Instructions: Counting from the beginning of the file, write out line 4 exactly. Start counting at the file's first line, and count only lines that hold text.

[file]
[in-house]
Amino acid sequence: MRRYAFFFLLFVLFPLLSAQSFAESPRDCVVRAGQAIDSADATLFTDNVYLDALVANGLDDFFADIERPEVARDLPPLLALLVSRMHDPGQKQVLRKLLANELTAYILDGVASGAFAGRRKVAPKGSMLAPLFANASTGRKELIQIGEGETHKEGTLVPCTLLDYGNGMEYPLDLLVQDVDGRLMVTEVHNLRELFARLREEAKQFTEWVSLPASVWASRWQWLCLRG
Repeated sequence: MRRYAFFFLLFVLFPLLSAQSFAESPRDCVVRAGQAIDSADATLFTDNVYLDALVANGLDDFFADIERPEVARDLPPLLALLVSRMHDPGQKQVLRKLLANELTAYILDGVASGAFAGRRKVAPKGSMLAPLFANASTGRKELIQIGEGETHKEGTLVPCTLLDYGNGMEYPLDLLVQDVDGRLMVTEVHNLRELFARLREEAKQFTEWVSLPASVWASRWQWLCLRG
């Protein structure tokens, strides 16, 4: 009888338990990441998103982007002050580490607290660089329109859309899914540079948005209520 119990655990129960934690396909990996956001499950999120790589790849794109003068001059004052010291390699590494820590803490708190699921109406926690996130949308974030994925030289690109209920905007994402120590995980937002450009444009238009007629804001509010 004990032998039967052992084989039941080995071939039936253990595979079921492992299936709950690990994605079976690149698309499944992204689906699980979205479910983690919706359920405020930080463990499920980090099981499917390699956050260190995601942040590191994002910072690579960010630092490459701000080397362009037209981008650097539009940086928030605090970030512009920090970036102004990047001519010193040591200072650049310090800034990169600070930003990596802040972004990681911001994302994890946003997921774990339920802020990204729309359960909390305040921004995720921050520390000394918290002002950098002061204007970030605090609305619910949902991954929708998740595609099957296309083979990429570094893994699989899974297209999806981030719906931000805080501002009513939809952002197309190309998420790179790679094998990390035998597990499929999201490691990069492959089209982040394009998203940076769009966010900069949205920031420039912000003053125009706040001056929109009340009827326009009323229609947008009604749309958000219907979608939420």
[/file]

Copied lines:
């Protein structure tokens, strides 16, 4: 009888338990990441998103982007002050580490607290660089329109859309899914540079948005209520 119990655990129960934690396909990996956001499950999120790589790849794109003068001059004052010291390699590494820590803490708190699921109406926690996130949308974030994925030289690109209920905007994402120590995980937002450009444009238009007629804001509010 004990032998039967052992084989039941080995071939039936253990595979079921492992299936709950690990994605079976690149698309499944992204689906699980979205479910983690919706359920405020930080463990499920980090099981499917390699956050260190995601942040590191994002910072690579960010630092490459701000080397362009037209981008650097539009940086928030605090970030512009920090970036102004990047001519010193040591200072650049310090800034990169600070930003990596802040972004990681911001994302994890946003997921774990339920802020990204729309359960909390305040921004995720921050520390000394918290002002950098002061204007970030605090609305619910949902991954929708998740595609099957296309083979990429570094893994699989899974297209999806981030719906931000805080501002009513939809952002197309190309998420790179790679094998990390035998597990499929999201490691990069492959089209982040394009998203940076769009966010900069949205920031420039912000003053125009706040001056929109009340009827326009009323229609947008009604749309958000219907979608939420």